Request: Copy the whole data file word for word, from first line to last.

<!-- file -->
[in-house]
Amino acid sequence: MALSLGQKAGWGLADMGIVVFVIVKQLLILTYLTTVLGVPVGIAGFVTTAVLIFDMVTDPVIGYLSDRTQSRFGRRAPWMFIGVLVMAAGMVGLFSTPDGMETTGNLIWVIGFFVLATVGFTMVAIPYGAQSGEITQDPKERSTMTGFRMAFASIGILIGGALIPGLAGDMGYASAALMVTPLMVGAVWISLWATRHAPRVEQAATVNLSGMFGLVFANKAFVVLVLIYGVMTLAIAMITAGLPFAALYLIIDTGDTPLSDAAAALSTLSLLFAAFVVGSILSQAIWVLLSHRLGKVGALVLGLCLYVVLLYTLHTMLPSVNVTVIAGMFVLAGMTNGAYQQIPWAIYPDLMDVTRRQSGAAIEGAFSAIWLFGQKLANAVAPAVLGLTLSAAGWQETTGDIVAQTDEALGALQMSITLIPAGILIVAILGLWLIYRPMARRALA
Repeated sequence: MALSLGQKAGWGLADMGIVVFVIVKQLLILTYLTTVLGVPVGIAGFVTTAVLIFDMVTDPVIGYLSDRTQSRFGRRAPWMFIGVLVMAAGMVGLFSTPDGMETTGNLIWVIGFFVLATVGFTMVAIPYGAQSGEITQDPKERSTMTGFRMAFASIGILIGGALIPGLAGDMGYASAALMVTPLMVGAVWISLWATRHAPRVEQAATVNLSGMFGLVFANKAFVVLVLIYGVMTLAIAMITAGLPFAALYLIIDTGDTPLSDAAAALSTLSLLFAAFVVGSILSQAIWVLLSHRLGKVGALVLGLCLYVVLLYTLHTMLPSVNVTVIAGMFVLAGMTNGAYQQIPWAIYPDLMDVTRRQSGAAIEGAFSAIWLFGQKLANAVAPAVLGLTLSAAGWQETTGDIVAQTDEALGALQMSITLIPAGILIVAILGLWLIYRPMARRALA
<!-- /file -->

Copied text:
[in-house]
Amino acid sequence: MALSLGQKAGWGLADMGIVVFVIVKQLLILTYLTTVLGVPVGIAGFVTTAVLIFDMVTDPVIGYLSDRTQSRFGRRAPWMFIGVLVMAAGMVGLFSTPDGMETTGNLIWVIGFFVLATVGFTMVAIPYGAQSGEITQDPKERSTMTGFRMAFASIGILIGGALIPGLAGDMGYASAALMVTPLMVGAVWISLWATRHAPRVEQAATVNLSGMFGLVFANKAFVVLVLIYGVMTLAIAMITAGLPFAALYLIIDTGDTPLSDAAAALSTLSLLFAAFVVGSILSQAIWVLLSHRLGKVGALVLGLCLYVVLLYTLHTMLPSVNVTVIAGMFVLAGMTNGAYQQIPWAIYPDLMDVTRRQSGAAIEGAFSAIWLFGQKLANAVAPAVLGLTLSAAGWQETTGDIVAQTDEALGALQMSITLIPAGILIVAILGLWLIYRPMARRALA
Repeated sequence: MALSLGQKAGWGLADMGIVVFVIVKQLLILTYLTTVLGVPVGIAGFVTTAVLIFDMVTDPVIGYLSDRTQSRFGRRAPWMFIGVLVMAAGMVGLFSTPDGMETTGNLIWVIGFFVLATVGFTMVAIPYGAQSGEITQDPKERSTMTGFRMAFASIGILIGGALIPGLAGDMGYASAALMVTPLMVGAVWISLWATRHAPRVEQAATVNLSGMFGLVFANKAFVVLVLIYGVMTLAIAMITAGLPFAALYLIIDTGDTPLSDAAAALSTLSLLFAAFVVGSILSQAIWVLLSHRLGKVGALVLGLCLYVVLLYTLHTMLPSVNVTVIAGMFVLAGMTNGAYQQIPWAIYPDLMDVTRRQSGAAIEGAFSAIWLFGQKLANAVAPAVLGLTLSAAGWQETTGDIVAQTDEALGALQMSITLIPAGILIVAILGLWLIYRPMARRALA